The skin is the largest organ of the human body, and it is susceptible to many diseases and conditions. It can also offer warning signs for some very serious underlying illnesses in the body.
A dermatologist knows how to diagnose and treat infections and other skin problems, but they also can alert the patient if the skin is indicating another health issue. An example is yellowed skin (jaundice), which can be an indicator of liver problems.
However, most conditions treated by dermatologists are specific skin issues. Below are some of the most frequently diagnosed skin problems and their symptoms.
Acne affects most of the world’s population at some point in their lifetime. The skin’s pores are connected to oil glands via the follicles; when these glands produce too much oil, called sebum, the pore clogs – and a pimple forms on the skin. This is called acne.
Serious cases of acne can leave lifelong scars, but a dermatologist can help prevent acne before it develops too aggressively. Treatment typically involves extra washing, over-the-counter creams or medicines, and possibly prescription medication.
Also called atopic dermatitis, eczema is a long-term skin disease characterized by dry, itchy, scaly patches of skin. It can cause rashes sprouting on the face, the elbows, the back of the knees, and the hands or feet.
While no actual test exists for discerning eczema, it is believed to have a hereditary component.
This is a common disorder that mainly affects the skin of the face. A marked redness forms on the nose, chin, cheeks, and forehead and often involved pimple-like bumps in these areas, or even enlarging of the nose. Rosacea often has triggers that can make it flare or worsen, with alcohol and caffeine being two of the most common.
Shingles is a painful condition that can affect anyone, but it usually afflicts people over the age of 40. If a person has had chicken pox in the past, then they have a far greater risk of contracting shingles than others. Both conditions are caused by the herpes zoster virus.
The virus never leaves the body, and it can come back in later years as shingles. People with a weakened immune system also are at a higher risk for shingles than those with stronger immunity.
Symptoms of shingles include pain, itching, burning, or tingling along nerve pathways. It can manifest itself in many ways, particularly as large, blistery, painful, rashes. The rashes can last up to 10 days before drying out with a yellowish color and flaking off. Shingles can also affect other parts of the body, however, including the eyes.
Shingles, like chicken pox, is contagious – and anyone who is symptomatic can transmit the virus to others. If someone has never had chicken pox but is exposed to someone with shingles, the exposed person can actually catch chicken pox.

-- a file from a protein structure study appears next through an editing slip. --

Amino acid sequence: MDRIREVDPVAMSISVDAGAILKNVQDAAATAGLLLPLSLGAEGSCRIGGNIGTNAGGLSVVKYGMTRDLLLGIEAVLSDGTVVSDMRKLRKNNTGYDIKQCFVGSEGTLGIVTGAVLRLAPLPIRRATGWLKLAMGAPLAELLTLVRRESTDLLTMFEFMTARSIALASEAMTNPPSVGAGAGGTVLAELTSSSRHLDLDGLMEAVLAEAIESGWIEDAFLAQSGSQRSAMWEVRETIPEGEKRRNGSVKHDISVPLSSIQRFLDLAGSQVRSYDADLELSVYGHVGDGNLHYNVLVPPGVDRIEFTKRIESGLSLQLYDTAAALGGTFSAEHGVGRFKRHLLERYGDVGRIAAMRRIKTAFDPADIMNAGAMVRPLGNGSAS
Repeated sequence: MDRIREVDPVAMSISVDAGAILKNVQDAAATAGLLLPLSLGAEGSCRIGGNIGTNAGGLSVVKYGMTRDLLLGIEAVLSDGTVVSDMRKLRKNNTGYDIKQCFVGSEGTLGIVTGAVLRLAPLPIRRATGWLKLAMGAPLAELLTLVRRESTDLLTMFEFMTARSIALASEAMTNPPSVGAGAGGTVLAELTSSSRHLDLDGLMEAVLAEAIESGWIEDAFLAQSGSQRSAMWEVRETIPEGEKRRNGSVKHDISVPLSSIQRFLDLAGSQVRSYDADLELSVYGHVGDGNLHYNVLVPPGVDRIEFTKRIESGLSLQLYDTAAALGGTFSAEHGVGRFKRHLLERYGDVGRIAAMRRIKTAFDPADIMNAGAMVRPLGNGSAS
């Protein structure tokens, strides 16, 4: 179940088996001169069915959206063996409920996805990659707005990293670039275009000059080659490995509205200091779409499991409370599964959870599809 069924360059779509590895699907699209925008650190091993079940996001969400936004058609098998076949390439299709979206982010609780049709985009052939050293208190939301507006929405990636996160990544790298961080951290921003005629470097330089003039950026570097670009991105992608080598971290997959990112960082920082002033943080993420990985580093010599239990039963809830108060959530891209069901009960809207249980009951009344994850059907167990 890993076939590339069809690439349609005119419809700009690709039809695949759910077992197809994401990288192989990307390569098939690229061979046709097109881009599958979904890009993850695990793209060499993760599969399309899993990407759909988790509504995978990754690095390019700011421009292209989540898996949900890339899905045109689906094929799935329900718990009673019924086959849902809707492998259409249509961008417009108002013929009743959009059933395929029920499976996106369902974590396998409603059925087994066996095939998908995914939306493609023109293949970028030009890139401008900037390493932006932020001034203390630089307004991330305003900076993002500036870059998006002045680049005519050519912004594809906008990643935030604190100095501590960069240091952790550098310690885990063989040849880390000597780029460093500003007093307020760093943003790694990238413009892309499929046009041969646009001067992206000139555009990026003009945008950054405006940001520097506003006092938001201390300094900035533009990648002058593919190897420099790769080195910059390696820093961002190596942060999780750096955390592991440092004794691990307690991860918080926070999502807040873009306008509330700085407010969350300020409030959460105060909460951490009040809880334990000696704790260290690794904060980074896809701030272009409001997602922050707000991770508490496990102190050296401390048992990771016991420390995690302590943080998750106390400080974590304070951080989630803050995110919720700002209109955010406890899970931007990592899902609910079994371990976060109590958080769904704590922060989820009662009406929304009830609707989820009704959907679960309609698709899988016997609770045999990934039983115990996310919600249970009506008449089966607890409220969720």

A shingles vaccination is now available and is recommended for everyone who is 50 or older. It is a single, one-time vaccine, and no booster shot is yet available.
Caused by the human papillomavirus, warts can appear anywhere on the body. Removal is more of a cosmetic procedure than a medical necessity, unless they form on the bottom of the feet and affect walking.
In many cases, warts will go away on their own. But if they are unsightly, a dermatologist can remove a wart with liquid nitrogen or specially medicated creams.
Beach lovers or anyone who spends a lot of time outdoors are particularly susceptible to developing skin cancer. Dermatologists strongly encourage everyone to wear sunscreen in order to guard the skin from the sun’s harsh UV (ultraviolet) rays, which can cause skin cancer.
There are three main types of skin cancer: basal cell carcinoma, squamous cell carcinoma, and melanoma. The two types of carcinoma are often not very aggressive, but they can develop into large growths, and squamous cell carcinoma can sometimes metastasize. Recognizing these types of skin cancer early is important as early treatment can reduce the risk of metastasis and minimize the amount of scarring from treatment.
Melanoma is malignant and is highly aggressive. If left untreated, it will spread to other parts of the body and can be fatal.
Sun exposure is not the only risk factor in developing skin cancer, but it is the most common cause of it – and is the most preventable cause.
Dermatitis is a medical term that essentially just means ‘rash’. Specifically, it means inflammation of the skin and can be the result of any of hundreds of skin disorders. If the cause is not evident by visually inspecting the skin, a dermatologist may want to perform a skin biopsy to help determine the cause.
Dermatologist in Texas
Trust the expertise of Dr. Matthew A. Mittelbronn to identify and treat any type of dermatological condition. If you’re looking for a skilled dermatologist in Lake Worth, Texas, Lakeview Dermatology is here to treat you and help you fight any type of condition.
Call us today at (817) 752-5256 to schedule an appointment, or fill out our appointment request form here. We look forward to serving you.